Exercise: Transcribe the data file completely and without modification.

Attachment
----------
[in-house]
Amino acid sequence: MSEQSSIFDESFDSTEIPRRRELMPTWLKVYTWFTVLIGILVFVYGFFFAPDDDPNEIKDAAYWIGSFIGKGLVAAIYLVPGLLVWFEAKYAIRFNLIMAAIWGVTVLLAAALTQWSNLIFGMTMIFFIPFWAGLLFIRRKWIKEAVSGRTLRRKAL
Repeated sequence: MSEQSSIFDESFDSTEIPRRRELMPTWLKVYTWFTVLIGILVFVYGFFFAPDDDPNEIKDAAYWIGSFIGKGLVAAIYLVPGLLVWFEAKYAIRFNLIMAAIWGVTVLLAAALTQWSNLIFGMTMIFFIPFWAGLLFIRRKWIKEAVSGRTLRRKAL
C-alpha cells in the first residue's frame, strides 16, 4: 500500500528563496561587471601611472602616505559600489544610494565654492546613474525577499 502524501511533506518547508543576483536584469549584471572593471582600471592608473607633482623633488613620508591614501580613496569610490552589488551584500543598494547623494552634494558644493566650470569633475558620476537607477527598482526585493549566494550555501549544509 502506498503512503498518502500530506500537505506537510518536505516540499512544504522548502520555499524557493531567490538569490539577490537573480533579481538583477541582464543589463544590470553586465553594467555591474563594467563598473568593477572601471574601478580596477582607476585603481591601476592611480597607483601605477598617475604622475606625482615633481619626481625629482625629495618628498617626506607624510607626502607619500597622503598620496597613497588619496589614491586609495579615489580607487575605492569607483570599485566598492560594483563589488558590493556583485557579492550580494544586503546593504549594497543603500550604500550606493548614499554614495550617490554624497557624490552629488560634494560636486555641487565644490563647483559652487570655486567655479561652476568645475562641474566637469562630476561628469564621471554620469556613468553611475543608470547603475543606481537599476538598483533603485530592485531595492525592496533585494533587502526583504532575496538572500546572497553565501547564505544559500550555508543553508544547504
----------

[in-house]
Amino acid sequence: MSEQSSIFDESFDSTEIPRRRELMPTWLKVYTWFTVLIGILVFVYGFFFAPDDDPNEIKDAAYWIGSFIGKGLVAAIYLVPGLLVWFEAKYAIRFNLIMAAIWGVTVLLAAALTQWSNLIFGMTMIFFIPFWAGLLFIRRKWIKEAVSGRTLRRKAL
Repeated sequence: MSEQSSIFDESFDSTEIPRRRELMPTWLKVYTWFTVLIGILVFVYGFFFAPDDDPNEIKDAAYWIGSFIGKGLVAAIYLVPGLLVWFEAKYAIRFNLIMAAIWGVTVLLAAALTQWSNLIFGMTMIFFIPFWAGLLFIRRKWIKEAVSGRTLRRKAL
C-alpha cells in the first residue's frame, strides 16, 4: 500500500528563496561587471601611472602616505559600489544610494565654492546613474525577499 502524501511533506518547508543576483536584469549584471572593471582600471592608473607633482623633488613620508591614501580613496569610490552589488551584500543598494547623494552634494558644493566650470569633475558620476537607477527598482526585493549566494550555501549544509 502506498503512503498518502500530506500537505506537510518536505516540499512544504522548502520555499524557493531567490538569490539577490537573480533579481538583477541582464543589463544590470553586465553594467555591474563594467563598473568593477572601471574601478580596477582607476585603481591601476592611480597607483601605477598617475604622475606625482615633481619626481625629482625629495618628498617626506607624510607626502607619500597622503598620496597613497588619496589614491586609495579615489580607487575605492569607483570599485566598492560594483563589488558590493556583485557579492550580494544586503546593504549594497543603500550604500550606493548614499554614495550617490554624497557624490552629488560634494560636486555641487565644490563647483559652487570655486567655479561652476568645475562641474566637469562630476561628469564621471554620469556613468553611475543608470547603475543606481537599476538598483533603485530592485531595492525592496533585494533587502526583504532575496538572500546572497553565501547564505544559500550555508543553508544547504